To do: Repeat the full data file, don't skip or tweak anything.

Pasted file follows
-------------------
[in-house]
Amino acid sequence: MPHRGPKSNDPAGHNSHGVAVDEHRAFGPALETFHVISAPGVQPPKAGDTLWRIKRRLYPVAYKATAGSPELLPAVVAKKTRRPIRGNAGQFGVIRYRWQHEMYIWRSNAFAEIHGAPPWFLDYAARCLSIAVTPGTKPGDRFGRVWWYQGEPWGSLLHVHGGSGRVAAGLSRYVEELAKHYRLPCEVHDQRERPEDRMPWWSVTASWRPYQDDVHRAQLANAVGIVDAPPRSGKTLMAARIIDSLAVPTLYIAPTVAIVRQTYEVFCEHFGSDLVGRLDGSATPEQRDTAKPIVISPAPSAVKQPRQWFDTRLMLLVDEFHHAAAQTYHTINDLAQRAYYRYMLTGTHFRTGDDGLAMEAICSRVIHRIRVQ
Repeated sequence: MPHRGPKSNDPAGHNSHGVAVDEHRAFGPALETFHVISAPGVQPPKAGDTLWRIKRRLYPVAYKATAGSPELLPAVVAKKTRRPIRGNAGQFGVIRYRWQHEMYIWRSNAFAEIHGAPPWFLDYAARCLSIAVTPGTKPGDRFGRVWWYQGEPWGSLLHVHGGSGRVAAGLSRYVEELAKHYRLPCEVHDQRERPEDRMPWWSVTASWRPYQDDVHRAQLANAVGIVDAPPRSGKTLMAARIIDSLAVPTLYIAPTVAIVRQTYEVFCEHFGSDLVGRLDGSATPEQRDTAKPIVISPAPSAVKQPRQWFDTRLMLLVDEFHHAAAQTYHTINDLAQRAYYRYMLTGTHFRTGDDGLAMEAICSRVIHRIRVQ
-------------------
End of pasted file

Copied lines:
[in-house]
Amino acid sequence: MPHRGPKSNDPAGHNSHGVAVDEHRAFGPALETFHVISAPGVQPPKAGDTLWRIKRRLYPVAYKATAGSPELLPAVVAKKTRRPIRGNAGQFGVIRYRWQHEMYIWRSNAFAEIHGAPPWFLDYAARCLSIAVTPGTKPGDRFGRVWWYQGEPWGSLLHVHGGSGRVAAGLSRYVEELAKHYRLPCEVHDQRERPEDRMPWWSVTASWRPYQDDVHRAQLANAVGIVDAPPRSGKTLMAARIIDSLAVPTLYIAPTVAIVRQTYEVFCEHFGSDLVGRLDGSATPEQRDTAKPIVISPAPSAVKQPRQWFDTRLMLLVDEFHHAAAQTYHTINDLAQRAYYRYMLTGTHFRTGDDGLAMEAICSRVIHRIRVQ
Repeated sequence: MPHRGPKSNDPAGHNSHGVAVDEHRAFGPALETFHVISAPGVQPPKAGDTLWRIKRRLYPVAYKATAGSPELLPAVVAKKTRRPIRGNAGQFGVIRYRWQHEMYIWRSNAFAEIHGAPPWFLDYAARCLSIAVTPGTKPGDRFGRVWWYQGEPWGSLLHVHGGSGRVAAGLSRYVEELAKHYRLPCEVHDQRERPEDRMPWWSVTASWRPYQDDVHRAQLANAVGIVDAPPRSGKTLMAARIIDSLAVPTLYIAPTVAIVRQTYEVFCEHFGSDLVGRLDGSATPEQRDTAKPIVISPAPSAVKQPRQWFDTRLMLLVDEFHHAAAQTYHTINDLAQRAYYRYMLTGTHFRTGDDGLAMEAICSRVIHRIRVQ